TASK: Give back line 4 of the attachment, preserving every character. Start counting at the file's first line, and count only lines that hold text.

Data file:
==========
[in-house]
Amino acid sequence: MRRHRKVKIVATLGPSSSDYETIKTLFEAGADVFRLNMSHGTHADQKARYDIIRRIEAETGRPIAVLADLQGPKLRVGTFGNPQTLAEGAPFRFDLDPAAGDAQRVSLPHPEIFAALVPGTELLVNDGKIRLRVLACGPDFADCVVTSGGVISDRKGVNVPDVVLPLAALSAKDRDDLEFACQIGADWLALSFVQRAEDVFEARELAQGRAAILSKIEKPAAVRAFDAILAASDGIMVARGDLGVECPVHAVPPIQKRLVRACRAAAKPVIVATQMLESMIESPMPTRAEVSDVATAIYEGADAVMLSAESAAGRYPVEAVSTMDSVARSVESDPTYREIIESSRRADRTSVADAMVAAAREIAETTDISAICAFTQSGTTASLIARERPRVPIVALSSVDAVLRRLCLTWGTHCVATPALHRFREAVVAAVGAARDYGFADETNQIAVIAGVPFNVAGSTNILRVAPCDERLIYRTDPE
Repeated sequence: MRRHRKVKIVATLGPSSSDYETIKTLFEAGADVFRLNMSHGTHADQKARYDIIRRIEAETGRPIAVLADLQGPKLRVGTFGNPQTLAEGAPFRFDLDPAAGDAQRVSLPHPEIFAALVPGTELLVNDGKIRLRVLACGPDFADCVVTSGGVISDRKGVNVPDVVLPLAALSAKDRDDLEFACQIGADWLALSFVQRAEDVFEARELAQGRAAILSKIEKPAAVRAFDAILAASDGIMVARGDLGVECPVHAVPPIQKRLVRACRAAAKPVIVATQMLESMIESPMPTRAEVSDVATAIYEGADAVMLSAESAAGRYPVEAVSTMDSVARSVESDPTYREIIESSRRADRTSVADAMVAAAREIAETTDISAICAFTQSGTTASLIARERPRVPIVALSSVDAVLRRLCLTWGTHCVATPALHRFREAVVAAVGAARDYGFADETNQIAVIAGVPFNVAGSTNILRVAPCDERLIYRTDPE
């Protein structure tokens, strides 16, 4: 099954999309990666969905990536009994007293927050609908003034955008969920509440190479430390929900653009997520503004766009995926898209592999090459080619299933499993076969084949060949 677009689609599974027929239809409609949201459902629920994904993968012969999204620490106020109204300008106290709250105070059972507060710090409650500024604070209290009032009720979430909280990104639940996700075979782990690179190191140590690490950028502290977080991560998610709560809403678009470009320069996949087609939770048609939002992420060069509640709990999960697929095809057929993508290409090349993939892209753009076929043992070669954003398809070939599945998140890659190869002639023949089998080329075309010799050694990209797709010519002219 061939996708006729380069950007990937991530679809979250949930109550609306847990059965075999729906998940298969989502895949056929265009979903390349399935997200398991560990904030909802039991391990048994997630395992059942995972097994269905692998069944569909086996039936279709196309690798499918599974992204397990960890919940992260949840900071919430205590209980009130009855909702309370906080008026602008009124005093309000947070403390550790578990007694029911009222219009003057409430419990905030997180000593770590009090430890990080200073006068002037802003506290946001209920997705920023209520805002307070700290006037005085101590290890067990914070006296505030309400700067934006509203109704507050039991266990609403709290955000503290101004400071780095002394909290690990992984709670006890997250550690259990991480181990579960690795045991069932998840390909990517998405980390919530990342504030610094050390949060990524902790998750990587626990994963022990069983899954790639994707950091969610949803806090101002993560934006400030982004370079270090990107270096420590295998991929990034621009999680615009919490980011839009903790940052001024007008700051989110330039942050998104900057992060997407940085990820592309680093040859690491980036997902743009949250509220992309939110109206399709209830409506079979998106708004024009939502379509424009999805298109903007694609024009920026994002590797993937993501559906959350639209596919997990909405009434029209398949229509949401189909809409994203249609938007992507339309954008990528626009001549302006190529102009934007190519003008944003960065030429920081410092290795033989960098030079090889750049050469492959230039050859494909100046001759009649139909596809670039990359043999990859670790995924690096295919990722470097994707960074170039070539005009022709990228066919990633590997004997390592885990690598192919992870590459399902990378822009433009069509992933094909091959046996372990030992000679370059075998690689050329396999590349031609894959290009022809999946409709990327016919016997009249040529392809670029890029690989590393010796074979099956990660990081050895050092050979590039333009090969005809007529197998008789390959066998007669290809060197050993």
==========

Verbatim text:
């Protein structure tokens, strides 16, 4: 099954999309990666969905990536009994007293927050609908003034955008969920509440190479430390929900653009997520503004766009995926898209592999090459080619299933499993076969084949060949 677009689609599974027929239809409609949201459902629920994904993968012969999204620490106020109204300008106290709250105070059972507060710090409650500024604070209290009032009720979430909280990104639940996700075979782990690179190191140590690490950028502290977080991560998610709560809403678009470009320069996949087609939770048609939002992420060069509640709990999960697929095809057929993508290409090349993939892209753009076929043992070669954003398809070939599945998140890659190869002639023949089998080329075309010799050694990209797709010519002219 061939996708006729380069950007990937991530679809979250949930109550609306847990059965075999729906998940298969989502895949056929265009979903390349399935997200398991560990904030909802039991391990048994997630395992059942995972097994269905692998069944569909086996039936279709196309690798499918599974992204397990960890919940992260949840900071919430205590209980009130009855909702309370906080008026602008009124005093309000947070403390550790578990007694029911009222219009003057409430419990905030997180000593770590009090430890990080200073006068002037802003506290946001209920997705920023209520805002307070700290006037005085101590290890067990914070006296505030309400700067934006509203109704507050039991266990609403709290955000503290101004400071780095002394909290690990992984709670006890997250550690259990991480181990579960690795045991069932998840390909990517998405980390919530990342504030610094050390949060990524902790998750990587626990994963022990069983899954790639994707950091969610949803806090101002993560934006400030982004370079270090990107270096420590295998991929990034621009999680615009919490980011839009903790940052001024007008700051989110330039942050998104900057992060997407940085990820592309680093040859690491980036997902743009949250509220992309939110109206399709209830409506079979998106708004024009939502379509424009999805298109903007694609024009920026994002590797993937993501559906959350639209596919997990909405009434029209398949229509949401189909809409994203249609938007992507339309954008990528626009001549302006190529102009934007190519003008944003960065030429920081410092290795033989960098030079090889750049050469492959230039050859494909100046001759009649139909596809670039990359043999990859670790995924690096295919990722470097994707960074170039070539005009022709990228066919990633590997004997390592885990690598192919992870590459399902990378822009433009069509992933094909091959046996372990030992000679370059075998690689050329396999590349031609894959290009022809999946409709990327016919016997009249040529392809670029890029690989590393010796074979099956990660990081050895050092050979590039333009090969005809007529197998008789390959066998007669290809060197050993």